A biological nanofactory to trigger quorum sensing. Assembly of nanofactories that convert SAH to AI-2 (left). The nanofactories target only the bacteria of interest in a mixed culture (right). Reprinted from Nature Nanotechnology.

One goal of the rapidly growing nanotechnology field is to make nanoscale devices that can interact with biological systems. William Bentley of the University of Maryland has in particular been interested in developing technologies to understand and manipulate biological signaling. His group recently reported the assembly of protein-based 'nanofactories' that can stimulate quorum sensing in bacteria (Fernandes et al., 2010).

A biological nanofactory, first described in 2007 by Philip LeDuc of Carnegie Mellon University, Michael Wong of Rice University and an assembly of colleagues (LeDuc et al., 2007), is a nanoscale machine consisting of various modules that can target a particular type of cell, sense a raw material at that site and synthesize a new, useful molecule from that raw material. The scientists proposed the use of nanofactories as a novel form of drug treatment—for example, the nanofactory could be targeted to a tumor, where it would sense a naturally produced compound and then convert this compound into a tumor-killing agent, on site.

Being interested in signaling, Bentley's group sought to make a nanofactory that could target specific bacteria and synthesize and deliver autoinducer-2 (AI-2), a 'universal' bacterial quorum sensing signaling molecule. They designed a sensing and synthesis module consisting of the AI-2 synthases S-adenosylhomocysteine nucleosidase (Pfs) and S-ribosylhomocysteinase (LuxS). As the targeting module, they selected an immunoglobulin gamma (IgG) antibody specific to a bacterial species of interest. To assemble the modules, they fused the AI-2 synthases to protein G, which binds to the IgG. “By putting in the protein G, you can take advantage of biology's small-scale assembly technology,” explains Bentley, emphasizing that this was one of their key developments. This flexible self-assembly module allows them to load the nanofactory with any IgG of interest.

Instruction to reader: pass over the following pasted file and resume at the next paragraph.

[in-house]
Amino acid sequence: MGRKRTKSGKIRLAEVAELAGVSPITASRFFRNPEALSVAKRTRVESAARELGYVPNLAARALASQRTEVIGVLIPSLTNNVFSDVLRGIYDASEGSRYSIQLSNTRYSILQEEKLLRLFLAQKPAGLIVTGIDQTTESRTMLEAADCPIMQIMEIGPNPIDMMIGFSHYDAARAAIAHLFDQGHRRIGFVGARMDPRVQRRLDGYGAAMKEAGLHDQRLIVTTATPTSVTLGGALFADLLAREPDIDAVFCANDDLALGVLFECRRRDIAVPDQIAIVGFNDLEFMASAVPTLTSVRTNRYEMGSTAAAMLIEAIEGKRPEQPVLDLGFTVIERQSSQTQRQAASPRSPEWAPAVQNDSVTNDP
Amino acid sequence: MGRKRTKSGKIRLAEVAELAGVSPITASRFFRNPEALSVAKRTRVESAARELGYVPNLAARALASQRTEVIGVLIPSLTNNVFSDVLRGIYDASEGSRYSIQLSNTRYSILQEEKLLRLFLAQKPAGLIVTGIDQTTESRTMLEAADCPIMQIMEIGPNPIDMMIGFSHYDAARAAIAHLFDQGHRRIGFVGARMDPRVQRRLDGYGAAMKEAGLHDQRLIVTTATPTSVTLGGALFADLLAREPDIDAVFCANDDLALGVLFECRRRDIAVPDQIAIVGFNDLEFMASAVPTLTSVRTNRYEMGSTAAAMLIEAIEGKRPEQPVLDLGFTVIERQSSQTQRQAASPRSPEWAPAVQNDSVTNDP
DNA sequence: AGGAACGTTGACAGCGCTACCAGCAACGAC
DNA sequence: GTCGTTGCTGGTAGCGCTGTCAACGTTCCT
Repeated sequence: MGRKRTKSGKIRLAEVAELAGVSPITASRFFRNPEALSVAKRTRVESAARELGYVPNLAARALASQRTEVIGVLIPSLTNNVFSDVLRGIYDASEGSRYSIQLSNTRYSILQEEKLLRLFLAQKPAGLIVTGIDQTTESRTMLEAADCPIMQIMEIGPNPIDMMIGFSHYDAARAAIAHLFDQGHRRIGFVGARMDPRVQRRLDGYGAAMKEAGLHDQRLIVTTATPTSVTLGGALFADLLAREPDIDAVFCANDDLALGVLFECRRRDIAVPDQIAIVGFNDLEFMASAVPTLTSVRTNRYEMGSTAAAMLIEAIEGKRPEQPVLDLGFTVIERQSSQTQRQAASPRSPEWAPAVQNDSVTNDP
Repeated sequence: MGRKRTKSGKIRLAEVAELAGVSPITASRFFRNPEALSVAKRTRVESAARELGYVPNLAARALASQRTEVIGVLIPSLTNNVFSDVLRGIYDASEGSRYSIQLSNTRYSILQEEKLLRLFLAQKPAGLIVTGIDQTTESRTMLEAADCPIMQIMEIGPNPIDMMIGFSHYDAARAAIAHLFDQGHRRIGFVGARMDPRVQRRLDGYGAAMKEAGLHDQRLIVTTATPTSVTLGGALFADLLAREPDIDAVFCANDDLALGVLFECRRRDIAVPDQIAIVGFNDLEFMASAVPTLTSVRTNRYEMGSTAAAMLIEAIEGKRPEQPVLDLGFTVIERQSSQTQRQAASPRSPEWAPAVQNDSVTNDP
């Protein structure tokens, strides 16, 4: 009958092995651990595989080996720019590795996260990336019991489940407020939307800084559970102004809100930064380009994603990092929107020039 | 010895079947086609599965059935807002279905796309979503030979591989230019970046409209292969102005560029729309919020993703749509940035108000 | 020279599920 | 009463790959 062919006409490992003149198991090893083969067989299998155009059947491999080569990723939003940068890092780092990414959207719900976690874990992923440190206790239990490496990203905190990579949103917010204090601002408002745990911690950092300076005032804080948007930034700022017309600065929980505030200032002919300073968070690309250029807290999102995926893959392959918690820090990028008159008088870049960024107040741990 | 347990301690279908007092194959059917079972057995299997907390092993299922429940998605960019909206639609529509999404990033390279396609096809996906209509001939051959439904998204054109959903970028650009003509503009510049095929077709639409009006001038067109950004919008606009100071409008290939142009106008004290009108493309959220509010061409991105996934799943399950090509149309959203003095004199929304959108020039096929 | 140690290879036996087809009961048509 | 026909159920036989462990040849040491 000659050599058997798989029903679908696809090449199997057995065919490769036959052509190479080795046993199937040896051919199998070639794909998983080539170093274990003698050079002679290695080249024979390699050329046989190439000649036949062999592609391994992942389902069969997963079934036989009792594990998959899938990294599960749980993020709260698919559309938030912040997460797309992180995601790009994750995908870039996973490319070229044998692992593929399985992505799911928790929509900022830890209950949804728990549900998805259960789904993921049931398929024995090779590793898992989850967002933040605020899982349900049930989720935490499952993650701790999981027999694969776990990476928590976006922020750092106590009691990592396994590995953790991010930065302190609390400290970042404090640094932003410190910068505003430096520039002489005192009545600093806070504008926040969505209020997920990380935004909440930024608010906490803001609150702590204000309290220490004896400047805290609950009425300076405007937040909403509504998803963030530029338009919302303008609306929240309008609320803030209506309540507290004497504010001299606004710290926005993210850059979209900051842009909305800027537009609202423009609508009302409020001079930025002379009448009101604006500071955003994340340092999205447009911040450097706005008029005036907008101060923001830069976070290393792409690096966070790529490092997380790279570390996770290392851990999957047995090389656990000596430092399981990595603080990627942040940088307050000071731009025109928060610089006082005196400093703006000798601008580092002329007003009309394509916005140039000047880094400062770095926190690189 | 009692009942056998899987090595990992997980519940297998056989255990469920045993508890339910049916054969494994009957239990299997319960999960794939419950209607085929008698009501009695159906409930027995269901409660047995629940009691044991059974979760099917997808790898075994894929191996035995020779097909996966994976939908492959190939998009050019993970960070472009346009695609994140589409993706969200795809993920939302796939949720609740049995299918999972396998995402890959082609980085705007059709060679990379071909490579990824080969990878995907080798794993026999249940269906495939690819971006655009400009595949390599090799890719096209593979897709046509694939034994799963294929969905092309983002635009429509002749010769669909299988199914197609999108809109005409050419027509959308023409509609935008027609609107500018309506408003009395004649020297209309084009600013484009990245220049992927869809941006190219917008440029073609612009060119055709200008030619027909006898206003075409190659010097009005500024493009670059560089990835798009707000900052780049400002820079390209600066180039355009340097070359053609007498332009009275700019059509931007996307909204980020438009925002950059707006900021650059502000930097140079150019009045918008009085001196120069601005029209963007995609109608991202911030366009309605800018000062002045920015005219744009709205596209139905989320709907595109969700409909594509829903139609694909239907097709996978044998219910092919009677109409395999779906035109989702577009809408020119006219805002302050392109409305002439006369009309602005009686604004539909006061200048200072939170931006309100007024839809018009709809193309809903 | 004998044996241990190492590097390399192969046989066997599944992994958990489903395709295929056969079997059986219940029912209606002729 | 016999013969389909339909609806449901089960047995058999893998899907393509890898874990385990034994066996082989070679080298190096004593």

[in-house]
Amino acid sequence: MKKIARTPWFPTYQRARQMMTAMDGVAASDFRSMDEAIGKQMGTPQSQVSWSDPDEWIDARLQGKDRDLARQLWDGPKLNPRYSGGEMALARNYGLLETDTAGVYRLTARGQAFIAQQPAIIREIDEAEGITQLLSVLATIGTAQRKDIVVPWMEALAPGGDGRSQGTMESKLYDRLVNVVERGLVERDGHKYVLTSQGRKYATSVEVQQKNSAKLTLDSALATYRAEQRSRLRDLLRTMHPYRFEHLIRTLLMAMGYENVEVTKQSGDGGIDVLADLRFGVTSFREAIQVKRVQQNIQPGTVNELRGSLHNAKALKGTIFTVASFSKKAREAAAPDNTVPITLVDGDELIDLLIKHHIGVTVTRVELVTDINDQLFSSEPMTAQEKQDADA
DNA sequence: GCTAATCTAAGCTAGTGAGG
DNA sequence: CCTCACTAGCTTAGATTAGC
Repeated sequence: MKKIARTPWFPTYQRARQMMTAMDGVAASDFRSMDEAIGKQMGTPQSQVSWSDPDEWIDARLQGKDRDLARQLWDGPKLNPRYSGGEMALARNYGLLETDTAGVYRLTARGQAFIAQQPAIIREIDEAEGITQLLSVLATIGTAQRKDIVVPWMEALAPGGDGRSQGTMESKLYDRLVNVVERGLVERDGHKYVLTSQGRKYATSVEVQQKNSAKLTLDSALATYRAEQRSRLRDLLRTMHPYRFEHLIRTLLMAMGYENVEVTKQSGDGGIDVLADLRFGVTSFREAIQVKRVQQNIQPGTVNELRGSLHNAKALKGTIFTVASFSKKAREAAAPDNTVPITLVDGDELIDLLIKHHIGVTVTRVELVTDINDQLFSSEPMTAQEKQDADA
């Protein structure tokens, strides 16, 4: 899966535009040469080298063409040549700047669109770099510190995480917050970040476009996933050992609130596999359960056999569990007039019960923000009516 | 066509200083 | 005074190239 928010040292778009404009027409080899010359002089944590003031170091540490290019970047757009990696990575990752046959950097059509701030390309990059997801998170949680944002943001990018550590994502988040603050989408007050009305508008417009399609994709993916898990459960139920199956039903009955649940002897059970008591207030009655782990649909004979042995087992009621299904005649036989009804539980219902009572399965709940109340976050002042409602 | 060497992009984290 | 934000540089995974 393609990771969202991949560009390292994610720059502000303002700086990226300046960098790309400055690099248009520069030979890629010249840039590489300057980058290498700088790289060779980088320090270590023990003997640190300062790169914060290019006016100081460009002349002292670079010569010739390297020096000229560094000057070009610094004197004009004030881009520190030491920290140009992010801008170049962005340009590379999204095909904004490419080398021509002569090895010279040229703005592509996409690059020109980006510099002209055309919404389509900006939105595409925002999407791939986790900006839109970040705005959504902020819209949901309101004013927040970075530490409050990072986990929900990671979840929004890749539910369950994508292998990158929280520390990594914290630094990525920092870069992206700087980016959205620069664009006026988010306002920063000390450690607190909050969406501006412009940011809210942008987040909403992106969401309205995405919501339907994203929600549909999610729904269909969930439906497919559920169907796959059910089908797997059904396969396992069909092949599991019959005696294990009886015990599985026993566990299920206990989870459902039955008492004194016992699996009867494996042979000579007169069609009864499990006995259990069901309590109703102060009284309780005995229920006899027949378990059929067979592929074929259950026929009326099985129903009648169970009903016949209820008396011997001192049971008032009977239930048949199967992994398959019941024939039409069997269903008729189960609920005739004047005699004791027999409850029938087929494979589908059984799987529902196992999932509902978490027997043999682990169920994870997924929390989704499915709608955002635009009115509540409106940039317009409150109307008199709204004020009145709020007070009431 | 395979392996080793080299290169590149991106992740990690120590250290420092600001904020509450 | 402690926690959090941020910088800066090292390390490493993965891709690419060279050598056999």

The assembled nanofactory localizes to the relevant bacteria and converts the substrate S-(5′-deoxyadenosine-5′)-L-homocysteine (SAH) to AI-2, right where the researchers want it. Bentley's group was able to generate an enhanced quorum sensing response in luxS-null mutant strains of Salmonella typhimurium and Escherichia coli that express β-galactosidase via an AI-2–responsive promoter. They could selectively target either one or the other species in a co-culture by changing the IgG. And notably, they could also make the two species, which do not normally communicate, 'talk' to each other.

The group is currently building on their success in triggering quorum sensing to explore how to control bacterial biofilm formation. These nanofactories could potentially be used in novel antimicrobial treatments that act on the communication networks between bacteria. In addition to 'smart' drug delivery, another application is in vivo imaging. “You could develop a smart contrast agent that also carries a drug or drug synthesis capability,” notes Bentley.

And unlike many nanotechnology tools proposed to interface with biological systems, Bentley's nanofactories are all protein-based. So for drug-treatment applications, for example, “you don't have issues with liver toxicity and so on,” he says. Perhaps someday, biological nanofactories will be zooming around our bodies, keeping us healthy.